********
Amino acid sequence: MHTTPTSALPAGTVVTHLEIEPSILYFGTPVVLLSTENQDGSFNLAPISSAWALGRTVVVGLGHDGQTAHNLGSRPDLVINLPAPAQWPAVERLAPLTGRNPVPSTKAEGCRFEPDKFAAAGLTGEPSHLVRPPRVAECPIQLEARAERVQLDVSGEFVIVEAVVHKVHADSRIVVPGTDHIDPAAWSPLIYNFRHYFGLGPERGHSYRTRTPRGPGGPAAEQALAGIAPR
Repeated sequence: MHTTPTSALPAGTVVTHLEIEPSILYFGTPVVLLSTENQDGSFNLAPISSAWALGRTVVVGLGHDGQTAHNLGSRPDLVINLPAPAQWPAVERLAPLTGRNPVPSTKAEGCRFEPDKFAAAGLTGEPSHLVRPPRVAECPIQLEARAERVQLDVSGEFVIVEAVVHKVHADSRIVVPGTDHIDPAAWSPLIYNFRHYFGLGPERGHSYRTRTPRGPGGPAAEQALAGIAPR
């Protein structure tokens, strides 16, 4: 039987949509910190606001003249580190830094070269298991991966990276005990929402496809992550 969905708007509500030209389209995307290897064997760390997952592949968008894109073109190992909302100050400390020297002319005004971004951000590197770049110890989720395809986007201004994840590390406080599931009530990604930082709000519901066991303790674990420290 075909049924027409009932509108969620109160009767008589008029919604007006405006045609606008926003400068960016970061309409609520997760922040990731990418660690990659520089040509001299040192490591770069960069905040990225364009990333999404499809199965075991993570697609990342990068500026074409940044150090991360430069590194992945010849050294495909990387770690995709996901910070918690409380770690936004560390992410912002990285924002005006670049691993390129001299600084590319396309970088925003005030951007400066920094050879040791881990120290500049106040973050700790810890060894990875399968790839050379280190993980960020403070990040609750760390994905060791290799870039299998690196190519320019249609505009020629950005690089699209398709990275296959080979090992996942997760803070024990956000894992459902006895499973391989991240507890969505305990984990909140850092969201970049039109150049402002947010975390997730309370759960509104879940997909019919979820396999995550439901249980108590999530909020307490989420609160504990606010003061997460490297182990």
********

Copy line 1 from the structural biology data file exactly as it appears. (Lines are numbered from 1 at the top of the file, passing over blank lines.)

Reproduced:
Amino acid sequence: MHTTPTSALPAGTVVTHLEIEPSILYFGTPVVLLSTENQDGSFNLAPISSAWALGRTVVVGLGHDGQTAHNLGSRPDLVINLPAPAQWPAVERLAPLTGRNPVPSTKAEGCRFEPDKFAAAGLTGEPSHLVRPPRVAECPIQLEARAERVQLDVSGEFVIVEAVVHKVHADSRIVVPGTDHIDPAAWSPLIYNFRHYFGLGPERGHSYRTRTPRGPGGPAAEQALAGIAPR